||Today the situation is almost reversed. The Soviet Union is now long
gone and the Russians have become our (sometimes reluctant) friends.
Stories about Russia are no longer as prominent in the American media
and the US government is increasingly unwilling to fund Russian-related
activities or to hire Russian-speaking employees. As a result of federal
cutbacks university and college positions have also been limited. But at
the same time, within Russia itself there are myriad opportunities for
Americans who know Russian. American law firms, businesses and consulting
firms expand almost daily and they all need employees with a knowledge
of the Russian language.
||The Russians' own appetite for learning English appears to be insatiable,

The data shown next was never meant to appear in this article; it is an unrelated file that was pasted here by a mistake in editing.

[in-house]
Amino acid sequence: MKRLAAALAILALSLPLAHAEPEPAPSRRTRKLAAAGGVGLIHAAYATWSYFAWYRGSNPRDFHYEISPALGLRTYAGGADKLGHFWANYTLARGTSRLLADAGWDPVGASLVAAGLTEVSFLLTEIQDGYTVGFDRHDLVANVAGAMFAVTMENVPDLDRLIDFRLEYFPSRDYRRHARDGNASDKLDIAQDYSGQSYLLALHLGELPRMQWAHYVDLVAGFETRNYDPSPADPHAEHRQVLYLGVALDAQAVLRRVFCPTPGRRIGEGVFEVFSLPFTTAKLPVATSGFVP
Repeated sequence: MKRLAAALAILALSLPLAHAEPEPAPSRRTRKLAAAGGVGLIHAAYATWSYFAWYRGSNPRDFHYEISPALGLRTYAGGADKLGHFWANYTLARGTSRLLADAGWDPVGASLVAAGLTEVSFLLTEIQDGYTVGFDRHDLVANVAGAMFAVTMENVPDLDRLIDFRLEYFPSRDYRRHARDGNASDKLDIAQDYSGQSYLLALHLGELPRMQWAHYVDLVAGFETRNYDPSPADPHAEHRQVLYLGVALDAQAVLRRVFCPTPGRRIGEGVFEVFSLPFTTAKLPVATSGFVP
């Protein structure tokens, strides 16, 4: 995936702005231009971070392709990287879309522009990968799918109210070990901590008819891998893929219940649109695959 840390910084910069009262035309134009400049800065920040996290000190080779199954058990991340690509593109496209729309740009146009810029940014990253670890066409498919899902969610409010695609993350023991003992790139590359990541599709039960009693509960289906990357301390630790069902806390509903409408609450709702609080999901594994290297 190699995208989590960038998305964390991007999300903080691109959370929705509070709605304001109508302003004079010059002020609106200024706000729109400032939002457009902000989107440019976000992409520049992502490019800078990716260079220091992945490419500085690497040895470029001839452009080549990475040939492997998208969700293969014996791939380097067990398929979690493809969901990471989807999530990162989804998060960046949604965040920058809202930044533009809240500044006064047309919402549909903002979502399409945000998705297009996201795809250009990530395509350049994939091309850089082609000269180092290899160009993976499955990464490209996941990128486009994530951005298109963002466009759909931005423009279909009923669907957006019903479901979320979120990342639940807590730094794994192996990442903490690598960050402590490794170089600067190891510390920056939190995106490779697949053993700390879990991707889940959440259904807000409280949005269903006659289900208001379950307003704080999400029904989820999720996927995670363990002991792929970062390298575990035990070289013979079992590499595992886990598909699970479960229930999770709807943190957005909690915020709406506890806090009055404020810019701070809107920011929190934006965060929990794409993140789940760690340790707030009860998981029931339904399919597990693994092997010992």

leading to many teaching jobs inside the country. Given ever-increasing
globalization as well as the potential for a western-style Russian economy
in the future, the need for Americans with a thorough knowledge of Russian
language and culture will certainly increase.
Of course, it is possible to do business or work in Russia without knowing
the language, but Americans discover very quickly that in order to work
effectively with Russians it is necessary to understand their thinking
from the inside. And for this, the language and culture of the country
are absolutely essential.